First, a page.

69. Thirteenth Child by Patricia C. Wrede
70. I Was Told There’d be Cake by Sloane Crosley

I am so happy with my July! My favorites were easily The Green Mile and Saving CeeCee Honeycutt. Y the Last Man 3 was great. I can’t wait to get the next one. The Fever was better than expected (more on that next week) and Thirteenth Child (also more next week) was wesome. I Was Told There’d be Cake was a riot. The only disappointments was Doroth Must Die really.

What will August bring? And end to East of Eden for sure. I think I’ll be sad to finish that one. I hope to finish Cinnamon and Gunpowder, which I’m loving. I have so many books to read, as usual, that I don’t quite know where I’ll land after ever book, but I’m hoping August is as good as this month!

How was your reading month? What was your favorite book of July?

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East of Eden , Discussion 1

July 31, 2014 Books, Reading Challenges 1

EastofEden
 
Yesterday was the first installment of our East of Eden Readalong with the Estella Project! Holy cow you guys! I’m loving this novel!
 
Watch out a few spoilers from the first section.

1. What do you think of the style of Steinbeck’s writing? Readable and awesome or slow and slogging?

I’m enjoying the heck out of it. I swear I am and I’m so shocked! I’ve tried to read this book before but never got anywhere. Maybe it’s because I’m listening to it this time and the reader is awesome? Yeah, that is probably it. It’s readable and awesome now.

2. We have a wicked case of sibling rivalry going on here. What are your thoughts on Adam’s and Charles’ relationship thus far? Their father’s influence?

Wow, that a contentious relationship. I would have been crazy scared of Charles if I’d had to grow up with him! It all seems to come down to Cyrus and his obvious affection for Adam and lack thereof for Charles. Charles so clearly adored his father and was mostly scorned. Adam was terrified of Cyrus and Cyrus adored him. Justa recipe for disaster when you have a kid as screw-loosed as Charles!

3. Just….Cathy. Expound.

What a beast! I can’t wait to learn more about her. She’s just diabolical. She has no reason to be so nutty. She had good parents (who maybe “spared the rod” a bit too much?) and a good upbringing. By all appearances, she didn’t want for anything. So, she was obviously born psychotic. So I’m looking forward to figuring how where her machinations come from.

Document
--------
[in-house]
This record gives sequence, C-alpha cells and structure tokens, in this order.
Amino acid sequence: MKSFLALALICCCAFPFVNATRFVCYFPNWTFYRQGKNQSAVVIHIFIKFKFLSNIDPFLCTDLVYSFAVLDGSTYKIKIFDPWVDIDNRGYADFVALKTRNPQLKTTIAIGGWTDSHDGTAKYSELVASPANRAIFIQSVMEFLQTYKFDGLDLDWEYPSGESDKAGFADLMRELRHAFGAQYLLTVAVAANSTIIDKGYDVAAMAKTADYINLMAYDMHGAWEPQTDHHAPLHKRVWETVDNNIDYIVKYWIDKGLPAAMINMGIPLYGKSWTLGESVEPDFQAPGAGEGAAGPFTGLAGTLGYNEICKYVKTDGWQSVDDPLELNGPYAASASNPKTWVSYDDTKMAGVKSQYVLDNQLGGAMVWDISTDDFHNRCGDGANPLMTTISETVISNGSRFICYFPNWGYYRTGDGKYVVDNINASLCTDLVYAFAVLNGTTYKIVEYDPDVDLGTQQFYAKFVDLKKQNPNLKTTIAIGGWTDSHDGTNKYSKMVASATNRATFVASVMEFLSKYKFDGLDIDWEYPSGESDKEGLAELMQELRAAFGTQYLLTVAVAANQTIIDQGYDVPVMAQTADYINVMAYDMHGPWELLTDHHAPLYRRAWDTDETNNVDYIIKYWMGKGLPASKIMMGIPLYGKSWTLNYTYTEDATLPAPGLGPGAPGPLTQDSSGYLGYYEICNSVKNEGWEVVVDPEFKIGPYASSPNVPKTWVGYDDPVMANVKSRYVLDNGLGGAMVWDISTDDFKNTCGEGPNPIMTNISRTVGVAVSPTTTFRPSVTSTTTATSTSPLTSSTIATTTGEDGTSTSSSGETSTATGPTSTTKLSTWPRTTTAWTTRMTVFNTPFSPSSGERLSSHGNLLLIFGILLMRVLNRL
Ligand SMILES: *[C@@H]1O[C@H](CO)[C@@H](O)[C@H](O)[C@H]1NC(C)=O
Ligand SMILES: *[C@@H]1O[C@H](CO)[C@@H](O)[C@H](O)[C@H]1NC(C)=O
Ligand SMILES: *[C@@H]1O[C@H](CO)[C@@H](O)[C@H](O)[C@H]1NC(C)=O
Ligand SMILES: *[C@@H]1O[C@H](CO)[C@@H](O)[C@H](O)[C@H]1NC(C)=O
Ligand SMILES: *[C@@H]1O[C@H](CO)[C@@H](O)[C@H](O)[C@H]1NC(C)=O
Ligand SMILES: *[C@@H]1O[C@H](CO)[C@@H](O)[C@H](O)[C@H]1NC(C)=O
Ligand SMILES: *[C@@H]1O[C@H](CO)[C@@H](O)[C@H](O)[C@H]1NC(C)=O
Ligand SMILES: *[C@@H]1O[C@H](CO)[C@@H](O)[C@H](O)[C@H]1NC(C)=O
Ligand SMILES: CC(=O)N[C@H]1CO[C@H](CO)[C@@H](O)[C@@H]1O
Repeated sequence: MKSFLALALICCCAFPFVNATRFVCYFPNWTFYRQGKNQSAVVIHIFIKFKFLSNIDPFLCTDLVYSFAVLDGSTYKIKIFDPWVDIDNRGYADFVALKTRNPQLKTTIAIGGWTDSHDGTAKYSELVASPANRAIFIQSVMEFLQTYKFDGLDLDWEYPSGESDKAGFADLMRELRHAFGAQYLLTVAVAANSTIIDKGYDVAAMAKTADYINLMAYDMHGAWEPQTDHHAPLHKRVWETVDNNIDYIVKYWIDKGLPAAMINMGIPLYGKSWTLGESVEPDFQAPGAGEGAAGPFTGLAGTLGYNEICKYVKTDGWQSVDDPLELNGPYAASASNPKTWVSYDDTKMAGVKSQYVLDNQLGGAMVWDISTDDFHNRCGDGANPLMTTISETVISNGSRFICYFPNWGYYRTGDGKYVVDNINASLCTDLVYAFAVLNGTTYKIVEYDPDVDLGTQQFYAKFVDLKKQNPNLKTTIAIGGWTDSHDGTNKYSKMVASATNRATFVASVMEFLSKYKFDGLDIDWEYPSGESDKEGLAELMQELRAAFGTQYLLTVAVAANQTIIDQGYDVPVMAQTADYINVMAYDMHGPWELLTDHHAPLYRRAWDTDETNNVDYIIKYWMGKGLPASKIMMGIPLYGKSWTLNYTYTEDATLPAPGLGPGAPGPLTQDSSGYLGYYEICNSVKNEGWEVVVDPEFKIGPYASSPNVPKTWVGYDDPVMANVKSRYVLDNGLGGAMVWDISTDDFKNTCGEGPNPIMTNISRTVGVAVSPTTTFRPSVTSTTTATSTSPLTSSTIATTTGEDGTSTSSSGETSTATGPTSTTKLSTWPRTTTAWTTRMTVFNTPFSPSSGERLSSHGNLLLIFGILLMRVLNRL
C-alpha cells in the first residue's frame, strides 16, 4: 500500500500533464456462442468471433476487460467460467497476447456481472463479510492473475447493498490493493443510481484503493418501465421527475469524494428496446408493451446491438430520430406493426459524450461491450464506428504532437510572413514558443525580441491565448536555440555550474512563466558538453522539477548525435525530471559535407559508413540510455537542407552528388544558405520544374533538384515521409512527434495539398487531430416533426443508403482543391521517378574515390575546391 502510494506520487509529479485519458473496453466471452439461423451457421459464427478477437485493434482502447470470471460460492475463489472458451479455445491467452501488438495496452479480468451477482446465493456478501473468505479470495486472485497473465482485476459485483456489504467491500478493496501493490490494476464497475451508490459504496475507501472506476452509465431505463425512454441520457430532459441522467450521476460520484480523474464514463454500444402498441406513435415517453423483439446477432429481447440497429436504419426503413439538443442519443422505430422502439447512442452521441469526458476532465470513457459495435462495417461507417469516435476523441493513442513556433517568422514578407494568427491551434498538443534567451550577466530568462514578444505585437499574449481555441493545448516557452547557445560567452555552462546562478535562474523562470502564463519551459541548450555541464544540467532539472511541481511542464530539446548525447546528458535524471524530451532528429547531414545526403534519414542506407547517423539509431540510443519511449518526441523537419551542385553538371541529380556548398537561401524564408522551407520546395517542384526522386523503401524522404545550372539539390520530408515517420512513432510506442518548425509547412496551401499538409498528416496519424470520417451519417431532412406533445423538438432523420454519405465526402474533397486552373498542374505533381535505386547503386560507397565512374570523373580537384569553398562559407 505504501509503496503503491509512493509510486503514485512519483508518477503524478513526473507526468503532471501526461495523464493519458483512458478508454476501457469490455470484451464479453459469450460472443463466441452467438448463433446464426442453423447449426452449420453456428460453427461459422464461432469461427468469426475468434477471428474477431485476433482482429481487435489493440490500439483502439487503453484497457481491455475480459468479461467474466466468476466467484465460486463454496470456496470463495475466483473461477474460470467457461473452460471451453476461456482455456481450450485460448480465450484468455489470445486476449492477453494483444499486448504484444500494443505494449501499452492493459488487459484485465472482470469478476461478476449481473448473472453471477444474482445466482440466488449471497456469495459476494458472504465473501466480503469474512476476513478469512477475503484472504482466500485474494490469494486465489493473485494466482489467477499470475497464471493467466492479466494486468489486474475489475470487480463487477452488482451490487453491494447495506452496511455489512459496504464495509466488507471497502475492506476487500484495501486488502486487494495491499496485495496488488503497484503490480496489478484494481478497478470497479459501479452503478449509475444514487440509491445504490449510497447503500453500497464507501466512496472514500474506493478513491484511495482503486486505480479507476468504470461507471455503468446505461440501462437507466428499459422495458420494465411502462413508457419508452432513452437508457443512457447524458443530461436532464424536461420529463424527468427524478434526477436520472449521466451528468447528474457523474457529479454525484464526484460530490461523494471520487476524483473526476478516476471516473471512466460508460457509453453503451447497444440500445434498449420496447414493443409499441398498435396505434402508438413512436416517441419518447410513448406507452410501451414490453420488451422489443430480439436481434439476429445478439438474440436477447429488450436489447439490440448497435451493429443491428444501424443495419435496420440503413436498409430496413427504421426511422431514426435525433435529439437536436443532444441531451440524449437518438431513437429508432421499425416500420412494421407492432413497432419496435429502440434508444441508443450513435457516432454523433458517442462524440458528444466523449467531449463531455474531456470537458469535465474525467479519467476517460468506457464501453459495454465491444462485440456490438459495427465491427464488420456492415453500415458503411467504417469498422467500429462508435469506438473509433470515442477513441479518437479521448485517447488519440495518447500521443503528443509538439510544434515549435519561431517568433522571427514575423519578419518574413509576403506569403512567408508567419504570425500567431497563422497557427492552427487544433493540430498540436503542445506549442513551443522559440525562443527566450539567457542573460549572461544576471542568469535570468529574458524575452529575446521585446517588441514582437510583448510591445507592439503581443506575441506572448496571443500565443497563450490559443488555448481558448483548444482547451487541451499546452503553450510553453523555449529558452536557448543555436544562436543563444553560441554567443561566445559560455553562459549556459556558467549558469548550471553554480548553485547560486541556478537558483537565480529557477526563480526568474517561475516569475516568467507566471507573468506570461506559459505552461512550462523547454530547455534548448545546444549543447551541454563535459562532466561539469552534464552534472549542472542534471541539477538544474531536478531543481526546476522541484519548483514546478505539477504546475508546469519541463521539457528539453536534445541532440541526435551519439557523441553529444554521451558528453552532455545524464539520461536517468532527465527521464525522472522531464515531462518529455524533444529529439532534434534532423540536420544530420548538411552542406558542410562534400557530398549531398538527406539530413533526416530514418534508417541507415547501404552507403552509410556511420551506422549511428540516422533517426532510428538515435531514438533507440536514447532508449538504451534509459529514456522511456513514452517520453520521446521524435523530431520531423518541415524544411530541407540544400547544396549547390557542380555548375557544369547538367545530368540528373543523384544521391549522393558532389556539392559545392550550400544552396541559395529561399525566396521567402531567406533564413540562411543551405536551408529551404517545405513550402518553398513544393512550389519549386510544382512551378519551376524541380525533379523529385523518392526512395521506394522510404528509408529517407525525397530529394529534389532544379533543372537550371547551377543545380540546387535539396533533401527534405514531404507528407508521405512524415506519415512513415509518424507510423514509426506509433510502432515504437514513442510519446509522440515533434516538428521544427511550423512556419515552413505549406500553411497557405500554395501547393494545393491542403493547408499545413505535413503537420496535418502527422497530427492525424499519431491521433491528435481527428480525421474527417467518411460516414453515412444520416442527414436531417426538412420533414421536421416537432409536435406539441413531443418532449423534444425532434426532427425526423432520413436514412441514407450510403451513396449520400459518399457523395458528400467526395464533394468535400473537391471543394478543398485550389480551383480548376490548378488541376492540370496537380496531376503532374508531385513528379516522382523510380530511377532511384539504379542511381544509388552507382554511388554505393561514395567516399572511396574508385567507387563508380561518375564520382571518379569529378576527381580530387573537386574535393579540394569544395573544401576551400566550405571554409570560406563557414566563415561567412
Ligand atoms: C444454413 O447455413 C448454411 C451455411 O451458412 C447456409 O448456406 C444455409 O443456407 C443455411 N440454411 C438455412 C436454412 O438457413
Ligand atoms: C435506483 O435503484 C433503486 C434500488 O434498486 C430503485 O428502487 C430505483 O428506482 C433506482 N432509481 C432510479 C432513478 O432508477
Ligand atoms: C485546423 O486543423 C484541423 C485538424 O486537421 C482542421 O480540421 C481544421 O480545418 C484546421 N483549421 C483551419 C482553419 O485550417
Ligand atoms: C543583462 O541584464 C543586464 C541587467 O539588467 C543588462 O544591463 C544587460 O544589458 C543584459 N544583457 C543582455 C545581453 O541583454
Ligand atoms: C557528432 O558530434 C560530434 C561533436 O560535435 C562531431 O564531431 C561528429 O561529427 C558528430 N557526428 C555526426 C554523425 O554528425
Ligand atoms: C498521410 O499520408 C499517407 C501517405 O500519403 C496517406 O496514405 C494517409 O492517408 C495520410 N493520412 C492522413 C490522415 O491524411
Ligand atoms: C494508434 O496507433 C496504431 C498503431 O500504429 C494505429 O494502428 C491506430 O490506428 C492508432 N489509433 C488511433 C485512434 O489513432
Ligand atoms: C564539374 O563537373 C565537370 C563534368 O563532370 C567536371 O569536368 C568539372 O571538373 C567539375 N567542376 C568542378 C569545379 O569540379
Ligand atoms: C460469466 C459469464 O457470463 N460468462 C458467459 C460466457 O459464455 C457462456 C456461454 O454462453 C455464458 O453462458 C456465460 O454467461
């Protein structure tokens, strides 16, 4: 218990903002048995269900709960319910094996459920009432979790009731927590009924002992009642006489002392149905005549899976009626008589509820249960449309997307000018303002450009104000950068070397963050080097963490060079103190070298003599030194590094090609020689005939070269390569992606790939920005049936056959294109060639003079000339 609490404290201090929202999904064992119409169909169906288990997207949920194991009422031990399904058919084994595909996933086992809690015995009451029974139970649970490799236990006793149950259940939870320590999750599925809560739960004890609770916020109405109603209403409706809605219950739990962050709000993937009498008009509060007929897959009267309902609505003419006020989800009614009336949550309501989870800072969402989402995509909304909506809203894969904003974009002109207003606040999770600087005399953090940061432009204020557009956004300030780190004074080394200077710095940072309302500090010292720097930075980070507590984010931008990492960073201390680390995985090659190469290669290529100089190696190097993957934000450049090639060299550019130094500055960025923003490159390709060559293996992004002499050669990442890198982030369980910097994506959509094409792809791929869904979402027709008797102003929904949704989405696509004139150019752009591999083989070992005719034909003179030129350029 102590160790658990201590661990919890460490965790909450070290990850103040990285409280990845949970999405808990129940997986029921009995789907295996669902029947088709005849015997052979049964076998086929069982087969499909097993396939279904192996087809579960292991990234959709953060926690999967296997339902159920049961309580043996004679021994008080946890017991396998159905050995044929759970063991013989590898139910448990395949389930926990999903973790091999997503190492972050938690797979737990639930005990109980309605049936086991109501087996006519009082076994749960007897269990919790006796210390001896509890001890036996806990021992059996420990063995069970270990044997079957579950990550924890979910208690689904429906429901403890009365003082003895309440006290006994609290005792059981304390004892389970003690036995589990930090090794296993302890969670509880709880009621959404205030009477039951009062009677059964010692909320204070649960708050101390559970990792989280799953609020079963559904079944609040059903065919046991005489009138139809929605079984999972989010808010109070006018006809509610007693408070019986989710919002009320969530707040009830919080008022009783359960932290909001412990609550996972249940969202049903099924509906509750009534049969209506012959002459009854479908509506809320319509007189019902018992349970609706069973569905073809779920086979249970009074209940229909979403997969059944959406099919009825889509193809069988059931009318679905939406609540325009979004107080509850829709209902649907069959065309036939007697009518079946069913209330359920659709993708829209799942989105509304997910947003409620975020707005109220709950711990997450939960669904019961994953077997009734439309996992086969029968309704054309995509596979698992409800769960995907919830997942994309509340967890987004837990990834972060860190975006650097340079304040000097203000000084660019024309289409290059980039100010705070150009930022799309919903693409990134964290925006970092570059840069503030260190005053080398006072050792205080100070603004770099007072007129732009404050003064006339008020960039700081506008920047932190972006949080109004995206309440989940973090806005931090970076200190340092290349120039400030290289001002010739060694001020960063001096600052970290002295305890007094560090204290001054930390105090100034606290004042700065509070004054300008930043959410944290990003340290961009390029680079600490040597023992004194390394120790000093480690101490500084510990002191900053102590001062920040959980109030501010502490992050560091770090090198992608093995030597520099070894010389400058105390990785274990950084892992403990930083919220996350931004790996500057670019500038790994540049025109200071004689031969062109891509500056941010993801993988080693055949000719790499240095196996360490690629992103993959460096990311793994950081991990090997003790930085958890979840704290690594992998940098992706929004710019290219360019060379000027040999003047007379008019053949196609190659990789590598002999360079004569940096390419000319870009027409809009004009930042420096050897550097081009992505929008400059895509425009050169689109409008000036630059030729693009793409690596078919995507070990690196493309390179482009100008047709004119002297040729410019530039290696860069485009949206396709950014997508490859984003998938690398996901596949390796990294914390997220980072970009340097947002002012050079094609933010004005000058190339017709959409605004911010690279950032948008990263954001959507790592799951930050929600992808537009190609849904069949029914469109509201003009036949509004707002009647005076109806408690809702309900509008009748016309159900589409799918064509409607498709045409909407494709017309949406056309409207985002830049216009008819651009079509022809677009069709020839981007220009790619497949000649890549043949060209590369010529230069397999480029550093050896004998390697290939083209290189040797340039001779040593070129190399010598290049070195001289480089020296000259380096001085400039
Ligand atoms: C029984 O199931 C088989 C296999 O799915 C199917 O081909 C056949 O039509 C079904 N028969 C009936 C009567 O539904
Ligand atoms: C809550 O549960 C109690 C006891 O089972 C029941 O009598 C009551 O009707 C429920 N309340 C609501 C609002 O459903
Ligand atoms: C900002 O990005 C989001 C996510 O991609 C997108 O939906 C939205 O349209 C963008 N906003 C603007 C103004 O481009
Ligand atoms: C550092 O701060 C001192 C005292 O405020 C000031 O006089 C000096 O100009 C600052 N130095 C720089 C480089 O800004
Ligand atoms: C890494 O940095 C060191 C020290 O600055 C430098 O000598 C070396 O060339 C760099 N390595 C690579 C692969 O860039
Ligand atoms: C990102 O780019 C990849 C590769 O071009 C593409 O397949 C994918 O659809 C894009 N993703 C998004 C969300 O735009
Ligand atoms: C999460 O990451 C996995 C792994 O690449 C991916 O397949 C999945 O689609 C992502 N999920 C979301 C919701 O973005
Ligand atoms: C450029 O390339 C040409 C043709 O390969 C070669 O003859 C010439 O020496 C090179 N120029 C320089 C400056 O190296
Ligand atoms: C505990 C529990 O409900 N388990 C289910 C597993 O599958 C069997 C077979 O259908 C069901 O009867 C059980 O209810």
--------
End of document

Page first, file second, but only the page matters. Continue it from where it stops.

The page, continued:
4. It remains to be seen how Samuel Hamilton’s brood will play into the story. Any guesses?

Oh, I love Samuel! I want more of the Hamiltons! I keep wondering about them, as we’ve had such small teasings about all of them. Seeing as how Samuel Hamilton is based on Steinbeck’s own maternal grandfather, I see them having a huge part soon. Can’t wait!

See you next week for the next installment!

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It’s Monday! What Are You Reading This Week?

July 28, 2014 Books, Meme 12

Woooo Monday! Here you are again! And today will be a good Monday, WON’T IT MONDAY?

This past week as been all about getting back from the beach. Unpacking, washing, finding what’s missing…so that’s why I was missing. Just didn’t have time to blog! Ugh! But, things seem to be settling into some sort of normal disorder, and yo! I have time! So! What have I been reading?

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A mixed bag. I was on the verge of a funk. So, I picked up some nonfiction, of the narrative sort. I Was Told There’d Be Cake by Sloane Crosley was just what the doctor ordered. So completely funny. If I ever wrote a book of personal essays, I would hope it would be this good.

Last night, while the iPad charged, I picked up a stack of books to read through and, surprisingly enough, the first book grabbed me despite myself. I started This Is Not a Test by Courtney Summers. Honestly, I kept wanting to put it down, but I just kept reading until I’d read 58 pages. In less than 30 minutes, which for me, is fast. I’m going to have to stick this one out because I HAVE TO KNOW WHAT HAPPENS. Did you know this book is about a suicidal teen living during the Zombie apocalypse? How do you put that down?

Lastly, since I finished listening to Thirteenth Child by Patricia C. Wrede, I finally dove into East of Eden by John Steinbeck. I’ve tried to read this book several times and I am now further than I have ever been before. I’m surprised by how much I’m enjoying it, so I will happily keep going.

Up next, I hope to get through the first two books (East of Eden will take FOREVER), so I can start…something. If the funk is cured, I want to start either Sweetness #9 by Stephan Eirik Clark or The Future for Curious People by Gregory Sherl. If not, I have some more narrative nonfiction laying around to try. Here’s hoping it’s cured!

What are YOU reading this week?

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Hosted weekly by super-awesome Sheila from BookJourney.